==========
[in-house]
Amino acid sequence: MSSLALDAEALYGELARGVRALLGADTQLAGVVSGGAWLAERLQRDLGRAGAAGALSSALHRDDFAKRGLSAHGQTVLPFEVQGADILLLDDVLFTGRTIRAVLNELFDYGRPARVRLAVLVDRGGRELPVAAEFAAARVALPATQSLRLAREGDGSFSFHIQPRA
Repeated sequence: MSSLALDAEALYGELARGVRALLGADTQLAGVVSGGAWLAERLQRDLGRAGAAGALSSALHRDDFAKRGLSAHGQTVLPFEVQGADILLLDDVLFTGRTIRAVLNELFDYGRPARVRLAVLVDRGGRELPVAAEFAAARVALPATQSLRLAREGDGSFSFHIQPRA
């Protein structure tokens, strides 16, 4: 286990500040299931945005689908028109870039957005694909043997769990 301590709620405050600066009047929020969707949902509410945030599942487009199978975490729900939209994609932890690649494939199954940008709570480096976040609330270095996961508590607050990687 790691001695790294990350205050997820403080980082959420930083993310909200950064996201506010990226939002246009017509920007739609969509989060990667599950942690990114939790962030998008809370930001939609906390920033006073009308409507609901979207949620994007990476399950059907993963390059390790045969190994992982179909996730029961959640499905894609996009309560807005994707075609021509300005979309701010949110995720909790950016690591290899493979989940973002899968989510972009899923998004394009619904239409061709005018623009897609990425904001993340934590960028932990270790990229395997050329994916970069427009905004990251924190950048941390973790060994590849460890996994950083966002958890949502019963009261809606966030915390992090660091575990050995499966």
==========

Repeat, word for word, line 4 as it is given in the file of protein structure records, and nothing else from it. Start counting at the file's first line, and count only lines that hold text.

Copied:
């Protein structure tokens, strides 16, 4: 286990500040299931945005689908028109870039957005694909043997769990 301590709620405050600066009047929020969707949902509410945030599942487009199978975490729900939209994609932890690649494939199954940008709570480096976040609330270095996961508590607050990687 790691001695790294990350205050997820403080980082959420930083993310909200950064996201506010990226939002246009017509920007739609969509989060990667599950942690990114939790962030998008809370930001939609906390920033006073009308409507609901979207949620994007990476399950059907993963390059390790045969190994992982179909996730029961959640499905894609996009309560807005994707075609021509300005979309701010949110995720909790950016690591290899493979989940973002899968989510972009899923998004394009619904239409061709005018623009897609990425904001993340934590960028932990270790990229395997050329994916970069427009905004990251924190950048941390973790060994590849460890996994950083966002958890949502019963009261809606966030915390992090660091575990050995499966």